By the end of these presentations and the question-and-answer sessions it was clear that there is huge potential for UK machine builders, though entering Asian markets is not easy. Plenty of help and support is available, and there are ways to minimise risk and costs of entry. Numerous UK companies have succeeded in Asian markets, so there is a strong argument for UK machine builders to take a serious look at this option if they are seeking to expand their business and insulate themselves from the difficulties in the UK economy.

Competitive advantage

The second half of the conference focused on robotics and automation technologies. While these can help UK machine builders to gain a competitive advantage when exporting to Far Eastern markets, they also offer benefits to companies operating closer to home. Chris Evans, Marketing & Operations Group Manager for Mitsubishi Electric Europe, outlined how Mitsubishi can act as a partner for machine builders exporting to Asia, even to the point of undertaking service visits on behalf of UK companies. Next there was a joint presentation by Jon Sumner, OEM Solutions Sales Manager at Mitsubishi Electric Automation Systems Division UK, and Barry Weller, the company's Products Manager for Robots. They talked about some of the latest products and technologies available from Mitsubishi, and how machine builders can use these to gain a competitive advantage – whether or not they are exporting. In addition, Grant Collier described the Automating Manufacturing programme that still has six months to run, enabling UK manufacturing companies to get free consultancy and a report showing how they could benefit from automating production processes.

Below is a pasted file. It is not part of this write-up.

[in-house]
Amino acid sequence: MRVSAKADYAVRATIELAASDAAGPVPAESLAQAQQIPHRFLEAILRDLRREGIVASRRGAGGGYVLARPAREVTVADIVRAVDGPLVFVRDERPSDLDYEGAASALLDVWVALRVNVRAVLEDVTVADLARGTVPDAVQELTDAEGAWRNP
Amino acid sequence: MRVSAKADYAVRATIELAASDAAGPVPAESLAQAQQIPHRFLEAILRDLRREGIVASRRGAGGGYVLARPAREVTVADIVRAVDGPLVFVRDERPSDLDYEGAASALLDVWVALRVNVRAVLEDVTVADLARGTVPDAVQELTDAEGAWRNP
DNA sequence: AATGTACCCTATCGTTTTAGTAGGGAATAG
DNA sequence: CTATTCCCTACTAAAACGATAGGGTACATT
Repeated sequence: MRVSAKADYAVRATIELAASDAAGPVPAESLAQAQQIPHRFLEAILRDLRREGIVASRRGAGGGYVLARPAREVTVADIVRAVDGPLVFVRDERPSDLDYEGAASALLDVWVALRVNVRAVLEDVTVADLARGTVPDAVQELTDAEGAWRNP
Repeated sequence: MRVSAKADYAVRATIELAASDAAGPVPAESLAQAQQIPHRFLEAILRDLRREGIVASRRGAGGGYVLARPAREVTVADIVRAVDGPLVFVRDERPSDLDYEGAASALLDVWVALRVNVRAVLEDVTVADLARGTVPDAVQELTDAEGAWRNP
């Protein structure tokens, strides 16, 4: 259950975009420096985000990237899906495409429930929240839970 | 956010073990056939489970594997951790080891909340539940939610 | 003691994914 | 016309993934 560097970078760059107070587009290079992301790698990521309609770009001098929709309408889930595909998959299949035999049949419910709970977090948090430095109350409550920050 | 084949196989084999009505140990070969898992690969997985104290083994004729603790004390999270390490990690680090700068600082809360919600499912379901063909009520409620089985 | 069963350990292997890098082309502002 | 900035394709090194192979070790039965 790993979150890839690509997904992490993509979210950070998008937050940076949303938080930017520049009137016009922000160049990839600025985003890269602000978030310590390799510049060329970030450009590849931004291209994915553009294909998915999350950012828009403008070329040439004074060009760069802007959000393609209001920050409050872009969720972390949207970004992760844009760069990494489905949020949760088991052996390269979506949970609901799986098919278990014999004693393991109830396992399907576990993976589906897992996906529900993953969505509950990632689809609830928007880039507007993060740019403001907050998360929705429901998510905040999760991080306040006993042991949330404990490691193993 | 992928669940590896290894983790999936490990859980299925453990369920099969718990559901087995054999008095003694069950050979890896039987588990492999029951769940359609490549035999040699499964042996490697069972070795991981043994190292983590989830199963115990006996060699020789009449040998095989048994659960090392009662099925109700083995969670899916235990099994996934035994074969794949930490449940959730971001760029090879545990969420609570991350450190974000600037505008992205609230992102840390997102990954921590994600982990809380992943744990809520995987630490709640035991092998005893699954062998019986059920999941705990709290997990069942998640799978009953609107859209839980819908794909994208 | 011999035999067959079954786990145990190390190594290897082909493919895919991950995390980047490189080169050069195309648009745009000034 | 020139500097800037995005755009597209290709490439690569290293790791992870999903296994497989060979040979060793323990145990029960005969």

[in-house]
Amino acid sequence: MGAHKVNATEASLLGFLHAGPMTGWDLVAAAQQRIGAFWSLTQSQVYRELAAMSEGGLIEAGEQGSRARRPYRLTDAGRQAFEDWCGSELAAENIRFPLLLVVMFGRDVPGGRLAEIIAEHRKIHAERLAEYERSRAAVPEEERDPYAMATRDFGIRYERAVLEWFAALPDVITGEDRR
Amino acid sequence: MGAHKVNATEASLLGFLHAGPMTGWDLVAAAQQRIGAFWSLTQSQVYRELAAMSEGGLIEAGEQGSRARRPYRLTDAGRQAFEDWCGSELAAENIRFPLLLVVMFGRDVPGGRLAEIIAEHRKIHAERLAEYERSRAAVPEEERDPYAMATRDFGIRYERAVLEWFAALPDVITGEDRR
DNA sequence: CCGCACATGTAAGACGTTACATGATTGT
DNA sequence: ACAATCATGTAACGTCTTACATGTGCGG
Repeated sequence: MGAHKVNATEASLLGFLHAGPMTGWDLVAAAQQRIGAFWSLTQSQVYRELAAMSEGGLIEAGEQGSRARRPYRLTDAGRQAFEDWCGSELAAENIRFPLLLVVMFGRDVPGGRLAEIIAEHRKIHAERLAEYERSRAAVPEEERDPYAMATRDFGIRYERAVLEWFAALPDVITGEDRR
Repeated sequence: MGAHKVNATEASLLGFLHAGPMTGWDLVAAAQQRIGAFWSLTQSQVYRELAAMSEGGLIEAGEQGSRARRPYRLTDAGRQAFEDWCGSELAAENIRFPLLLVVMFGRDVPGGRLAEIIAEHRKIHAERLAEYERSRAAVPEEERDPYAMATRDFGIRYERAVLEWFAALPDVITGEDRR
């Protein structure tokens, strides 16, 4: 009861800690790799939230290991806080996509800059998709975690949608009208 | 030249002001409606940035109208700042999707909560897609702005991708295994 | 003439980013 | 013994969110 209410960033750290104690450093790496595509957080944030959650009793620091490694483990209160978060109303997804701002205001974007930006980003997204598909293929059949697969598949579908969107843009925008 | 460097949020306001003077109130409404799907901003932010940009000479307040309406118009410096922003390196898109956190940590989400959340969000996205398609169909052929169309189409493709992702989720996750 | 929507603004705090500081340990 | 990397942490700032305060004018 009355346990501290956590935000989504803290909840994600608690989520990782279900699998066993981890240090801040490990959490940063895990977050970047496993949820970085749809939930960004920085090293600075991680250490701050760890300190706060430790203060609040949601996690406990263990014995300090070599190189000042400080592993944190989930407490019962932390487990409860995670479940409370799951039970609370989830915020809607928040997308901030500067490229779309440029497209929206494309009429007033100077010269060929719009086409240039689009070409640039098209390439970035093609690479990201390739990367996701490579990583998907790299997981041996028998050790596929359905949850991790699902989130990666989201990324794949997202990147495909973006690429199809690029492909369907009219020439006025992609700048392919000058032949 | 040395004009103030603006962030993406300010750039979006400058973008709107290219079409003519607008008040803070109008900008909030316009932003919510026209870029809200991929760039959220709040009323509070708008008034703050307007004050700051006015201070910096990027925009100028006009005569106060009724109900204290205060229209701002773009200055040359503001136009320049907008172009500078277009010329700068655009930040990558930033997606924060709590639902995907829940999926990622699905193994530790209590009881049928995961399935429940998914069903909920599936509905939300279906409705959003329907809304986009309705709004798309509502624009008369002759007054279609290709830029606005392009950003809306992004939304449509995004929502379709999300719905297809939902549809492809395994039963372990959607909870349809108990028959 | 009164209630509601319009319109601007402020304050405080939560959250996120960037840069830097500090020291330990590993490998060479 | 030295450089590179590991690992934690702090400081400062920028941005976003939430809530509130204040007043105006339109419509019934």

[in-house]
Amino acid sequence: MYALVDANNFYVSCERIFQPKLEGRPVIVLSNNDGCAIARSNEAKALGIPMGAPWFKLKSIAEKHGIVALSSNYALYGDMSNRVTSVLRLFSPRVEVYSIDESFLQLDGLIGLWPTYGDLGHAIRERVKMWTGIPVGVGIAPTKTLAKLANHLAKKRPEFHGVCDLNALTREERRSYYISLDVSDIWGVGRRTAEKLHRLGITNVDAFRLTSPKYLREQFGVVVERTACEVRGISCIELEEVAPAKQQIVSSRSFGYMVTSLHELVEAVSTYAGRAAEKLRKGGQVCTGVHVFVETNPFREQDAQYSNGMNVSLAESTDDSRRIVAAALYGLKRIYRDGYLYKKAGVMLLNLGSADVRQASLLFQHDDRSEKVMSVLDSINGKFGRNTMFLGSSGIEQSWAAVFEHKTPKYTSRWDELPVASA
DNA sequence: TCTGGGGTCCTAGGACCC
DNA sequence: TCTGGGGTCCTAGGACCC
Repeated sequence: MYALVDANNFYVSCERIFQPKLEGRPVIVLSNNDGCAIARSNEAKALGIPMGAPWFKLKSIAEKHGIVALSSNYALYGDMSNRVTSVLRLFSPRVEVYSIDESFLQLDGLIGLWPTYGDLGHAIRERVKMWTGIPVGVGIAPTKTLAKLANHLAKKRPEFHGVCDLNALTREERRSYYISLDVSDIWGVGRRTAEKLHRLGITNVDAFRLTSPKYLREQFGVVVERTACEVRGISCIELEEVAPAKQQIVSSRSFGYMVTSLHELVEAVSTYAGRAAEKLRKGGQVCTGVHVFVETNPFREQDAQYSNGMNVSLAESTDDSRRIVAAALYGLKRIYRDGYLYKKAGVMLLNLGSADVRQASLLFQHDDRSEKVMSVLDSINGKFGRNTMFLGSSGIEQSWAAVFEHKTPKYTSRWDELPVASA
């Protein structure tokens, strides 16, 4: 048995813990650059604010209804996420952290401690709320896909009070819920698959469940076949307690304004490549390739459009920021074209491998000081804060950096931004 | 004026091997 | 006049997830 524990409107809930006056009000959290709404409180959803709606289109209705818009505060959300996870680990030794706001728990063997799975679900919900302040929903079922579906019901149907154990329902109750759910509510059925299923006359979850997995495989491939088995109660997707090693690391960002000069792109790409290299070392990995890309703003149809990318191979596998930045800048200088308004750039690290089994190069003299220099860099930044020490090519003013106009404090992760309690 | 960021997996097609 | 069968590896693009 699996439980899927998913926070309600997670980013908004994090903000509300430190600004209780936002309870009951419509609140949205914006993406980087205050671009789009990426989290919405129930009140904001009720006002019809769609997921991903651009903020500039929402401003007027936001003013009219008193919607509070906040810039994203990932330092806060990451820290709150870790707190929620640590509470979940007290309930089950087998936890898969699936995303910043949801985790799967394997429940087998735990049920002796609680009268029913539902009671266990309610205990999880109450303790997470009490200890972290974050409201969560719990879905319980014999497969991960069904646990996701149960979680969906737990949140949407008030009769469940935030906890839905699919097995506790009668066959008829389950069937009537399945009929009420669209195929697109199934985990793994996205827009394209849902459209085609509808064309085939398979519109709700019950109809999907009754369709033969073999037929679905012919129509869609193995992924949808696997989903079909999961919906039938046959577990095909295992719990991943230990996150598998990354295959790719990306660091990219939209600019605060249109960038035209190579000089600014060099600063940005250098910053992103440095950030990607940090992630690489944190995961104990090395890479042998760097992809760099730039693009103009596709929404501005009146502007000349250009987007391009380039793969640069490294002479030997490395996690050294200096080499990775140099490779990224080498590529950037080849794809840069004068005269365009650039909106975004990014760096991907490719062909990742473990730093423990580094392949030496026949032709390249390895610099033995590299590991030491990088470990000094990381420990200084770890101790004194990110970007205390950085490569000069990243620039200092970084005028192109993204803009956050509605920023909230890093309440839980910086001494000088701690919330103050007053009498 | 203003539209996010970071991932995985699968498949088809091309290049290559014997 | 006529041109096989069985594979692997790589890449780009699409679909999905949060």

Alongside the conference there was a tabletop exhibition where delegates could speak to a variety of suppliers to the UK machine building market. The exhibiting companies were Lutze Group, Westermo, Wittenstein, Cognex, Brook Crompton, Balluff and Sick.

Overall the conference provided an excellent insight into how to approach the potentially lucrative Asian markets, and showed that there is plenty of specialist support available to help overcome the challenges. The speakers were knowledgeable, experienced and, at times, entertaining as well.

Follow the link to find out more about events organised by Mitsubishi Electric Europe.